While these examples only scratch the surface of what is possible, they do serve to illustrate that the content of the AR overlays need not be generated entirely from data gathered by sensors attached to the display itself, but can be provided by other sources, including but not limited to other nearby devices. Those sources might include aerial or satellite imagery and information from databases. In the farming context, they might include 3D soil maps produced from core samples.

Examples of overlays that might be useful for a farmer include thermal imagery, current soil moisture content, soil surface porosity and water absorption capacity, exaggerated vertical relief and what to expect in the way of runoff and resulting erosion for various precipitation scenarios, highlighting all plants of a particular species, all plants exhibiting nutrient deficiencies or other trauma, highlighting bare soil (no mulch or plant cover), the presence, activity, and impact of various types of animals. This list could go on and on.

Machines may be better at doing particular manipulations of data, finding correlations, and even at answering well-specified questions, but they're not so good at asking meaningful questions, much less at thinking outside the box. For this reason, the combination of human and machine is more powerful than either alone.

It's still very early days in AR, and there's a great deal of room for improvement. One development that is likely to occur sooner rather than later is voice operation, enabling hands-free control of the AR experience, including which overlays are active and how they are combined. With voice control, a farmer should be able to walk through a field, say what he wants to see, and make modifications to the plan controlling the robotic machinery that actually operates the farm, or issue commands for execution by the first available machine. For most, this will be a more intimate and far richer connection to their land than what they currently experience.

Saturday, January 14, 2017

What's left for farmers to do when machines ‘do it all’?

Let's assume, for a moment, that the vision I've laid out in this blog is ridiculously successful, and, over the next few decades, robotic devices take over all aspects of tending land and crops and handling material inputs and produce, and do it using increasingly sustainable (regenerative) practices that begin the process of retaining and enhancing biological diversity and reviving overworked soils. What's left for farmers to do? Will there even be a need for humans on farms?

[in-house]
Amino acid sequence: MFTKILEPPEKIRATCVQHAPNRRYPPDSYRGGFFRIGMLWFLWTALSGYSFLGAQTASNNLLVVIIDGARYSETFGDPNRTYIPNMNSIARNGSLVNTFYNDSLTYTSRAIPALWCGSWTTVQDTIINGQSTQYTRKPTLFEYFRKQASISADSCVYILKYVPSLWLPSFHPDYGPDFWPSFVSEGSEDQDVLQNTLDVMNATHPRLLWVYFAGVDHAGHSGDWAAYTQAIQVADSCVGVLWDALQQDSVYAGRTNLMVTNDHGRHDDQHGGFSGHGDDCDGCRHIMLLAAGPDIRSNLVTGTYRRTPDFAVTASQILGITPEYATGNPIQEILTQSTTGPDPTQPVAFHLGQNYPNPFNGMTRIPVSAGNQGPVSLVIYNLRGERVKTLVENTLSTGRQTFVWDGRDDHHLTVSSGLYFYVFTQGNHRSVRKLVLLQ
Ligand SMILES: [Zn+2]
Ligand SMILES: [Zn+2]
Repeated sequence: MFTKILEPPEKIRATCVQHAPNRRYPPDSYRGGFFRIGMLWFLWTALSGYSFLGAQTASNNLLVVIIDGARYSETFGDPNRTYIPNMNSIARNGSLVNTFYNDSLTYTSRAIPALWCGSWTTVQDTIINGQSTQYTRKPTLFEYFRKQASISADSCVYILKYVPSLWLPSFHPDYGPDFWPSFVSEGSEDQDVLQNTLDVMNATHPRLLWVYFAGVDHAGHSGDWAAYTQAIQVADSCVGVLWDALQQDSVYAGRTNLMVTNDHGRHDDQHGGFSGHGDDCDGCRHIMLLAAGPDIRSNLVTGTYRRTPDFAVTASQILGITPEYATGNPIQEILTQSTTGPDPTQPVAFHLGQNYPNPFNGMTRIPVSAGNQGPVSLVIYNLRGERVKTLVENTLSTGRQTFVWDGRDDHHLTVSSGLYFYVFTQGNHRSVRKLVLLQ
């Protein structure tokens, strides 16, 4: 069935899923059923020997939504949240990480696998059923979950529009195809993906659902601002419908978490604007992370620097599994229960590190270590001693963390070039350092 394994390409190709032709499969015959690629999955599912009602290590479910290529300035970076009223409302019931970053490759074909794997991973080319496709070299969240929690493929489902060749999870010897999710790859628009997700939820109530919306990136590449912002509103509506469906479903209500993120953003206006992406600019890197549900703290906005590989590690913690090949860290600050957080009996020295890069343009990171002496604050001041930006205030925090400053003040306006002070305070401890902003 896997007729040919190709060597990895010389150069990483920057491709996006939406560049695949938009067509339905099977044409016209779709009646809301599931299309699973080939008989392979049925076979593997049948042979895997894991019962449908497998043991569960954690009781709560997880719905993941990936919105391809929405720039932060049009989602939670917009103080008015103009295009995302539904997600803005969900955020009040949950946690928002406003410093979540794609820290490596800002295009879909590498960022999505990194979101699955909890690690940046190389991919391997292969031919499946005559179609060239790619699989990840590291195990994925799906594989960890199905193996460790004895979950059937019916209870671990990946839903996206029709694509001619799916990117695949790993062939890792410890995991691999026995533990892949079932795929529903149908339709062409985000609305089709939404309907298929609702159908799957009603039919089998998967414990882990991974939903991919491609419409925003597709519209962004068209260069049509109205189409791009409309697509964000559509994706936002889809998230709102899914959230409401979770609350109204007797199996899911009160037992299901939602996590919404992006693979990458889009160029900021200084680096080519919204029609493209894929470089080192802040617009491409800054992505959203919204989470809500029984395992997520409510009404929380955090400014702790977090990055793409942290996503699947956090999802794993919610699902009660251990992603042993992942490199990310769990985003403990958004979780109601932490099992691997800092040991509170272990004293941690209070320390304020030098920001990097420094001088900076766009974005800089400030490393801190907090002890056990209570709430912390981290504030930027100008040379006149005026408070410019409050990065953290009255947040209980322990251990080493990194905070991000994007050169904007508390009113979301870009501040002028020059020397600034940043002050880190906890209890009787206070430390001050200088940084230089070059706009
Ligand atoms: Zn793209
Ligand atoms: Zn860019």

Well, in that improbable scenario, once the process has run its course and there's no room left for qualitative improvement, and the machines are self-repairing and the algorithms are self-optimizing for constantly changing conditions, perhaps, strictly speaking, the answer would be "no, not really, not a need in the sense of an indispensable component." A farm so equipped might run itself for months or years at a time without human intervention.

There are two problems with this, however. First, that level of automation is unlikely to happen in the lifetime of anyone reading this, and for the foreseeable future there will be need for human involvement in design and management decisions, making use of their own senses in combination with data to drive improvements, as well as filling in the gaps in the perceptual and physical capabilities of the machines.

The other objection has no expiration date. It's about whether a human presence brings anything valuable to land husbandry, and ultimately whether people are allowed to forget where their food comes from, such that, if all of the machines were to suddenly shut down or break, no one would have a clue as to how to proceed. There will always be a need for humans who understand why the machines make the choices they do, and that understanding will always be best achieved when augmented by being physically present, walking fields, examining details with a magnifying glass, experiencing the sounds and smells directly, and lending a hand with some of the work, even when it could be done faster and more precisely by one of the machines, just to have the experience of participating in the process.

Without such people who remain deeply connected to the land and our use of it to act as interpreters, those who live in urban areas will have only feeds from the machines themselves and will probably lose interest, and perhaps also lose the will to maintain support for environmentally responsible policies in the face of periodic calls for austerity and ever-increasing efficiency. Actually, we're faced with that challenge right now, so maybe there are already too few people on the land, or those who are engaged in farming don't have the time for learning about all of the ‘extraneous’ factors not obviously relevant to their low-margin agribusiness operations, or for acting as interpreters for others.

Sunday, January 01, 2017

The coming age of AI: What is NOT inevitable